3: Rediscovering an Amazing Rat

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Luzon Island, Philippines
© L. Heaney
A Rediscovered Species

In my last dispatch, I left you hanging with the news that we may have discovered something very special, two days before our move to the upper part of the mountain. As it turns out, we were correct, and here’s the story of our fortunate find…

Danny Balete, one of our team members, had been setting traps in the patch of mature mossy forest he'd found. He'd been working especially hard at climbing up into the canopy to look for evidence of trails along the tops of the moss-and-epiphyte-covered limbs of the large trees.

In one of his carefully set traps, about five meters above ground, he caught a very special animal—the first specimen of Carpomys melanurus (the greater dwarf cloud rat) to be seen by any biologist since 1896! It's a beautiful animal (see above photo), with soft dense fur that is a soft orange-brown, as well as small rounded ears, large dark eyes, a long furry tail, and a short, broad snout.

With this specimen, including samples of its DNA, we'll be able to determine just how it's related to the many remarkable members of the cloud rat group, adding a crucial element to our understanding of the evolution of this highly distinctive group of mammals—a branch of the tree of life that is survives in the Philippines.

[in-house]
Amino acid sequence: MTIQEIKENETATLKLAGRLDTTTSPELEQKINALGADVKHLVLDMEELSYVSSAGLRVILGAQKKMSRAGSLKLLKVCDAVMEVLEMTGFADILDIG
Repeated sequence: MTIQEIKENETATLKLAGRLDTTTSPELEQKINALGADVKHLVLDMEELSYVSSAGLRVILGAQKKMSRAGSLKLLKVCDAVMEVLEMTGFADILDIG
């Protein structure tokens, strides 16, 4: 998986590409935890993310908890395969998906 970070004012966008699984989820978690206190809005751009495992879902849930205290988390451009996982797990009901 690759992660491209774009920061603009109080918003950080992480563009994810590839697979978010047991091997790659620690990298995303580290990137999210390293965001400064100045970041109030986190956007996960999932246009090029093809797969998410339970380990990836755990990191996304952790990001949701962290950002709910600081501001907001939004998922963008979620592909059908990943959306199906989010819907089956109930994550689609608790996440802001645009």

And more good news: we now feel confident that we know the type of habitat in which to look for this species in the future. Previously, we knew only that these rats were collected on a particular mountain (Mt. Data) in 1896 (see an 1898 illustration of this species below), but we now know they live in mature mossy forests that retain the large canopy trees, where little or no logging has taken place. This is a huge step forward in our ability to study the ecology of the species.

As you may imagine, the park supervisor and DENR office were absolutely delighted with the news about the discovery. We have already begun developing plans for a press conference at the end of the field season, at which the DENR and The Field Museum will jointly announce the rediscovery of Carpomys melanurus after 112 years, and will declare the greater dwarf cloud rat to be the new "conservation flagship species" for Mt. Pulag National Park.

In light of the devastating deforestation that Mt. Pulag has suffered, our hope is that the rediscovery of this amazing species will even more strongly motivate the public to promote preservation of the park’s unique cloud-forest habitat. If all goes well, our team will be able to train park staff in how to monitor wildlife, develop a set of information about natural history that will help to promote eco-tourism within the park, and provide a set of specific recommendations about how to reduce the damage done by vegetable farming.

All in all, we couldn’t ask for a more rewarding expedition, and I look forward to sending you more stories from the field as we head further up the mountain into areas that have never before been sampled.

More soon,

© Thomas Oldfield
Illustration of Cloud Rat